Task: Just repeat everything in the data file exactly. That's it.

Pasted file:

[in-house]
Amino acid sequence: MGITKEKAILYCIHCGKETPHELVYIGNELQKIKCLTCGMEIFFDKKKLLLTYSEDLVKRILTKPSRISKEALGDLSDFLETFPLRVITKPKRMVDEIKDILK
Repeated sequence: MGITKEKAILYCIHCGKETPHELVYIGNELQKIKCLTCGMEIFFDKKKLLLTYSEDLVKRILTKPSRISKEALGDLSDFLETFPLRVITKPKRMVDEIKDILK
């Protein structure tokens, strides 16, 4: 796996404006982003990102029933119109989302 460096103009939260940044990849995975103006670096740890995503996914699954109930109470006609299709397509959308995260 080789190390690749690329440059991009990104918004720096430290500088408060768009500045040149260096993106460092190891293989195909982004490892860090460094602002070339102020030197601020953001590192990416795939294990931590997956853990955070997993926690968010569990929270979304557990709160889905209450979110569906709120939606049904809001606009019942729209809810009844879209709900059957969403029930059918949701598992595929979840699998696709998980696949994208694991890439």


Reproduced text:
[in-house]
Amino acid sequence: MGITKEKAILYCIHCGKETPHELVYIGNELQKIKCLTCGMEIFFDKKKLLLTYSEDLVKRILTKPSRISKEALGDLSDFLETFPLRVITKPKRMVDEIKDILK
Repeated sequence: MGITKEKAILYCIHCGKETPHELVYIGNELQKIKCLTCGMEIFFDKKKLLLTYSEDLVKRILTKPSRISKEALGDLSDFLETFPLRVITKPKRMVDEIKDILK
């Protein structure tokens, strides 16, 4: 796996404006982003990102029933119109989302 460096103009939260940044990849995975103006670096740890995503996914699954109930109470006609299709397509959308995260 080789190390690749690329440059991009990104918004720096430290500088408060768009500045040149260096993106460092190891293989195909982004490892860090460094602002070339102020030197601020953001590192990416795939294990931590997956853990955070997993926690968010569990929270979304557990709160889905209450979110569906709120939606049904809001606009019942729209809810009844879209709900059957969403029930059918949701598992595929979840699998696709998980696949994208694991890439």